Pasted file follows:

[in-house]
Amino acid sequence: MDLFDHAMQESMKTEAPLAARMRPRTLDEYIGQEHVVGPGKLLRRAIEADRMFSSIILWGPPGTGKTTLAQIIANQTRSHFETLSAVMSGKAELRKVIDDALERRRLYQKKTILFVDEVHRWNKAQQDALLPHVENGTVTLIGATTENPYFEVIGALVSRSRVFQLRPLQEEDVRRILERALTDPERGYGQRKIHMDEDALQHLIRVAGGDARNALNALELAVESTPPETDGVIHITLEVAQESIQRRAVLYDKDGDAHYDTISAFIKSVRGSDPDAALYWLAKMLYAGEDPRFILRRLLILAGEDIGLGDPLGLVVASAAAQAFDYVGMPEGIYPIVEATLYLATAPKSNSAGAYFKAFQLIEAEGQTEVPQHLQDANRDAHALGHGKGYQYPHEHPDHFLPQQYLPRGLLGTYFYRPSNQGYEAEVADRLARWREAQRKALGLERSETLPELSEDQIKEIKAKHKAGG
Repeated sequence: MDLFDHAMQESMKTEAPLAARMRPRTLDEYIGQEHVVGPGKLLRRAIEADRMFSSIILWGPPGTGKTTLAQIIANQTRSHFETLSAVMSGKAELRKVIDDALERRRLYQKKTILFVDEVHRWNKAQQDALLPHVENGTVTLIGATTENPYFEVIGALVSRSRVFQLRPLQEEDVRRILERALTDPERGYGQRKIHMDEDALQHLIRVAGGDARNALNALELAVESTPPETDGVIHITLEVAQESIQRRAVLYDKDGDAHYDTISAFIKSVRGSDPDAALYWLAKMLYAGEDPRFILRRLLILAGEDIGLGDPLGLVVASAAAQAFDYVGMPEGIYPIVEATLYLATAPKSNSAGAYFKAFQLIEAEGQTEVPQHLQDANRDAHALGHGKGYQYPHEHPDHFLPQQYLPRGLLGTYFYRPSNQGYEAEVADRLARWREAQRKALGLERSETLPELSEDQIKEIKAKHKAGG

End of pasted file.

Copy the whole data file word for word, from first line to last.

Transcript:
[in-house]
Amino acid sequence: MDLFDHAMQESMKTEAPLAARMRPRTLDEYIGQEHVVGPGKLLRRAIEADRMFSSIILWGPPGTGKTTLAQIIANQTRSHFETLSAVMSGKAELRKVIDDALERRRLYQKKTILFVDEVHRWNKAQQDALLPHVENGTVTLIGATTENPYFEVIGALVSRSRVFQLRPLQEEDVRRILERALTDPERGYGQRKIHMDEDALQHLIRVAGGDARNALNALELAVESTPPETDGVIHITLEVAQESIQRRAVLYDKDGDAHYDTISAFIKSVRGSDPDAALYWLAKMLYAGEDPRFILRRLLILAGEDIGLGDPLGLVVASAAAQAFDYVGMPEGIYPIVEATLYLATAPKSNSAGAYFKAFQLIEAEGQTEVPQHLQDANRDAHALGHGKGYQYPHEHPDHFLPQQYLPRGLLGTYFYRPSNQGYEAEVADRLARWREAQRKALGLERSETLPELSEDQIKEIKAKHKAGG
Repeated sequence: MDLFDHAMQESMKTEAPLAARMRPRTLDEYIGQEHVVGPGKLLRRAIEADRMFSSIILWGPPGTGKTTLAQIIANQTRSHFETLSAVMSGKAELRKVIDDALERRRLYQKKTILFVDEVHRWNKAQQDALLPHVENGTVTLIGATTENPYFEVIGALVSRSRVFQLRPLQEEDVRRILERALTDPERGYGQRKIHMDEDALQHLIRVAGGDARNALNALELAVESTPPETDGVIHITLEVAQESIQRRAVLYDKDGDAHYDTISAFIKSVRGSDPDAALYWLAKMLYAGEDPRFILRRLLILAGEDIGLGDPLGLVVASAAAQAFDYVGMPEGIYPIVEATLYLATAPKSNSAGAYFKAFQLIEAEGQTEVPQHLQDANRDAHALGHGKGYQYPHEHPDHFLPQQYLPRGLLGTYFYRPSNQGYEAEVADRLARWREAQRKALGLERSETLPELSEDQIKEIKAKHKAGG